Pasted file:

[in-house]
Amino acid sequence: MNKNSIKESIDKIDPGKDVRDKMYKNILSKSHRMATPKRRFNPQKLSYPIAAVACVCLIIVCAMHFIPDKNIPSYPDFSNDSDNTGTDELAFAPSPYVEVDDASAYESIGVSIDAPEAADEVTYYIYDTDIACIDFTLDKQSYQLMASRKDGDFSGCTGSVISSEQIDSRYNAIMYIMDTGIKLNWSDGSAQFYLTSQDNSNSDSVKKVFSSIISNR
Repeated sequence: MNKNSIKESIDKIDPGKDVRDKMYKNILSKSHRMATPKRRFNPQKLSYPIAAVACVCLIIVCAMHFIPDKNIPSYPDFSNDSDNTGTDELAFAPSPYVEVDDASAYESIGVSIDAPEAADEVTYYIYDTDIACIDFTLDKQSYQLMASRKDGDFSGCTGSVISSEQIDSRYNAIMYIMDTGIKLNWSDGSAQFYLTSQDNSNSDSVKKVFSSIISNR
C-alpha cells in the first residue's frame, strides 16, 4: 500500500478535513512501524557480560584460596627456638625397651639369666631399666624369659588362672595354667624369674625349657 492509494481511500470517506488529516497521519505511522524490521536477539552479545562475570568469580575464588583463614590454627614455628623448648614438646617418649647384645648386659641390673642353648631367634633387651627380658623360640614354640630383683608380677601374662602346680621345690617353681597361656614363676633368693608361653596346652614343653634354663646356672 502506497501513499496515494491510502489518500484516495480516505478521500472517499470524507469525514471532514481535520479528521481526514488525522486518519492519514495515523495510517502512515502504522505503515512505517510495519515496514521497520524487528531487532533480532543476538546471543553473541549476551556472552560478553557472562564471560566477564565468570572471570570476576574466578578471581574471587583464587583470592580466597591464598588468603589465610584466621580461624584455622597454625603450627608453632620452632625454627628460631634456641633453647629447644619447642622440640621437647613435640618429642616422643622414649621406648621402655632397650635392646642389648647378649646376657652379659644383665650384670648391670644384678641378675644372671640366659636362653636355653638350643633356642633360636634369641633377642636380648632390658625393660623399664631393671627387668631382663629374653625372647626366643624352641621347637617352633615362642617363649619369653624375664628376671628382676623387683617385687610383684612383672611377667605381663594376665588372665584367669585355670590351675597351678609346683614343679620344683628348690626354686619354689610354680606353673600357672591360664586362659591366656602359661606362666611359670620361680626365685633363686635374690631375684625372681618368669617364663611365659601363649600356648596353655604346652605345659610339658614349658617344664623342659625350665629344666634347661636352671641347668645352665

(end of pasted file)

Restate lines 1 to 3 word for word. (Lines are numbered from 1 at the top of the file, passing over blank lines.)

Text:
[in-house]
Amino acid sequence: MNKNSIKESIDKIDPGKDVRDKMYKNILSKSHRMATPKRRFNPQKLSYPIAAVACVCLIIVCAMHFIPDKNIPSYPDFSNDSDNTGTDELAFAPSPYVEVDDASAYESIGVSIDAPEAADEVTYYIYDTDIACIDFTLDKQSYQLMASRKDGDFSGCTGSVISSEQIDSRYNAIMYIMDTGIKLNWSDGSAQFYLTSQDNSNSDSVKKVFSSIISNR
Repeated sequence: MNKNSIKESIDKIDPGKDVRDKMYKNILSKSHRMATPKRRFNPQKLSYPIAAVACVCLIIVCAMHFIPDKNIPSYPDFSNDSDNTGTDELAFAPSPYVEVDDASAYESIGVSIDAPEAADEVTYYIYDTDIACIDFTLDKQSYQLMASRKDGDFSGCTGSVISSEQIDSRYNAIMYIMDTGIKLNWSDGSAQFYLTSQDNSNSDSVKKVFSSIISNR